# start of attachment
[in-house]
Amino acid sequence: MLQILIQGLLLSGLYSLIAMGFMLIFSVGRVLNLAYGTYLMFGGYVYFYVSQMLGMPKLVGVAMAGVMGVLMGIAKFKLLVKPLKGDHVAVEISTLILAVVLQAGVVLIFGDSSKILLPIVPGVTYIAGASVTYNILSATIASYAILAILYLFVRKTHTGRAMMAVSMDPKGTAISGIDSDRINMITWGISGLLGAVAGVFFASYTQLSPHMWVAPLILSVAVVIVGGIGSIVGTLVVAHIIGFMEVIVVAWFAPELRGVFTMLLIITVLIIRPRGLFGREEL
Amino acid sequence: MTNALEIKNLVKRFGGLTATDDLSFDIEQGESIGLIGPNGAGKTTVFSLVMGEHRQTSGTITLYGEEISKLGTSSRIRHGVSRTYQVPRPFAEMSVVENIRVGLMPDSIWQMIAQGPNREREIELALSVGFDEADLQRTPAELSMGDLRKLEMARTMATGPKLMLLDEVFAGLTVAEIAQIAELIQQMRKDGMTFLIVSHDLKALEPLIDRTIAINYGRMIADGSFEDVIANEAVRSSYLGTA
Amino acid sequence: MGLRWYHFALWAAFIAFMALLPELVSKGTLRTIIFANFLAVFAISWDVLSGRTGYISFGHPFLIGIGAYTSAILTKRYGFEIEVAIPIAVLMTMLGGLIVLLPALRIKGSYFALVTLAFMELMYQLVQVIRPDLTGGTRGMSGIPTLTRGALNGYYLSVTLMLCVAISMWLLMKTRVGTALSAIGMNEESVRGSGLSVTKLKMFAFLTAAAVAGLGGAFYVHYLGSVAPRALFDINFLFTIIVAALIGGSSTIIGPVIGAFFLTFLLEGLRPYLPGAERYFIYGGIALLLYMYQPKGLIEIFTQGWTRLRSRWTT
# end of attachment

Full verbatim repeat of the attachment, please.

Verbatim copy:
[in-house]
Amino acid sequence: MLQILIQGLLLSGLYSLIAMGFMLIFSVGRVLNLAYGTYLMFGGYVYFYVSQMLGMPKLVGVAMAGVMGVLMGIAKFKLLVKPLKGDHVAVEISTLILAVVLQAGVVLIFGDSSKILLPIVPGVTYIAGASVTYNILSATIASYAILAILYLFVRKTHTGRAMMAVSMDPKGTAISGIDSDRINMITWGISGLLGAVAGVFFASYTQLSPHMWVAPLILSVAVVIVGGIGSIVGTLVVAHIIGFMEVIVVAWFAPELRGVFTMLLIITVLIIRPRGLFGREEL
Amino acid sequence: MTNALEIKNLVKRFGGLTATDDLSFDIEQGESIGLIGPNGAGKTTVFSLVMGEHRQTSGTITLYGEEISKLGTSSRIRHGVSRTYQVPRPFAEMSVVENIRVGLMPDSIWQMIAQGPNREREIELALSVGFDEADLQRTPAELSMGDLRKLEMARTMATGPKLMLLDEVFAGLTVAEIAQIAELIQQMRKDGMTFLIVSHDLKALEPLIDRTIAINYGRMIADGSFEDVIANEAVRSSYLGTA
Amino acid sequence: MGLRWYHFALWAAFIAFMALLPELVSKGTLRTIIFANFLAVFAISWDVLSGRTGYISFGHPFLIGIGAYTSAILTKRYGFEIEVAIPIAVLMTMLGGLIVLLPALRIKGSYFALVTLAFMELMYQLVQVIRPDLTGGTRGMSGIPTLTRGALNGYYLSVTLMLCVAISMWLLMKTRVGTALSAIGMNEESVRGSGLSVTKLKMFAFLTAAAVAGLGGAFYVHYLGSVAPRALFDINFLFTIIVAALIGGSSTIIGPVIGAFFLTFLLEGLRPYLPGAERYFIYGGIALLLYMYQPKGLIEIFTQGWTRLRSRWTT